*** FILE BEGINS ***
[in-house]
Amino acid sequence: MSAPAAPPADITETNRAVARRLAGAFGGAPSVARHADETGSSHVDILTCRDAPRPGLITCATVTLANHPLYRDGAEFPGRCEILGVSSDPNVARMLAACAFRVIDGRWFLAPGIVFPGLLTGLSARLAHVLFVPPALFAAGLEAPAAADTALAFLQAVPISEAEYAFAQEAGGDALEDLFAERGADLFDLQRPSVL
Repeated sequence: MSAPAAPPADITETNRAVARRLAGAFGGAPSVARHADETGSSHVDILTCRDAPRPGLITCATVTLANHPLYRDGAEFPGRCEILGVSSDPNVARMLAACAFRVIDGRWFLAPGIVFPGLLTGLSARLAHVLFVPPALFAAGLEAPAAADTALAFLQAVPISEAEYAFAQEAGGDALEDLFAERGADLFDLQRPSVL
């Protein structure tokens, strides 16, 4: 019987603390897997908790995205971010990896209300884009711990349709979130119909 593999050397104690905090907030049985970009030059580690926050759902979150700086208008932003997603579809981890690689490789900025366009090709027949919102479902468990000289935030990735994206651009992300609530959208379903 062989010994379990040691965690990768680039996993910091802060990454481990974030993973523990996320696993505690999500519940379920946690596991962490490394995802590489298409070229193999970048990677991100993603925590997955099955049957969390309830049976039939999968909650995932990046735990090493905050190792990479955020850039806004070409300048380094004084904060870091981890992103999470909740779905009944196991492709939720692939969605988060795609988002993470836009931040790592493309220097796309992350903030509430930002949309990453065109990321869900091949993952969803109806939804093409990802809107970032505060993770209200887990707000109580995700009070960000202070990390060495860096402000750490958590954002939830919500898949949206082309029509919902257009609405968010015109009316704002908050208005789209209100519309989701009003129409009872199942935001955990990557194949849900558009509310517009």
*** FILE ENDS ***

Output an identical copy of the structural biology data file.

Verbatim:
[in-house]
Amino acid sequence: MSAPAAPPADITETNRAVARRLAGAFGGAPSVARHADETGSSHVDILTCRDAPRPGLITCATVTLANHPLYRDGAEFPGRCEILGVSSDPNVARMLAACAFRVIDGRWFLAPGIVFPGLLTGLSARLAHVLFVPPALFAAGLEAPAAADTALAFLQAVPISEAEYAFAQEAGGDALEDLFAERGADLFDLQRPSVL
Repeated sequence: MSAPAAPPADITETNRAVARRLAGAFGGAPSVARHADETGSSHVDILTCRDAPRPGLITCATVTLANHPLYRDGAEFPGRCEILGVSSDPNVARMLAACAFRVIDGRWFLAPGIVFPGLLTGLSARLAHVLFVPPALFAAGLEAPAAADTALAFLQAVPISEAEYAFAQEAGGDALEDLFAERGADLFDLQRPSVL
């Protein structure tokens, strides 16, 4: 019987603390897997908790995205971010990896209300884009711990349709979130119909 593999050397104690905090907030049985970009030059580690926050759902979150700086208008932003997603579809981890690689490789900025366009090709027949919102479902468990000289935030990735994206651009992300609530959208379903 062989010994379990040691965690990768680039996993910091802060990454481990974030993973523990996320696993505690999500519940379920946690596991962490490394995802590489298409070229193999970048990677991100993603925590997955099955049957969390309830049976039939999968909650995932990046735990090493905050190792990479955020850039806004070409300048380094004084904060870091981890992103999470909740779905009944196991492709939720692939969605988060795609988002993470836009931040790592493309220097796309992350903030509430930002949309990453065109990321869900091949993952969803109806939804093409990802809107970032505060993770209200887990707000109580995700009070960000202070990390060495860096402000750490958590954002939830919500898949949206082309029509919902257009609405968010015109009316704002908050208005789209209100519309989701009003129409009872199942935001955990990557194949849900558009509310517009």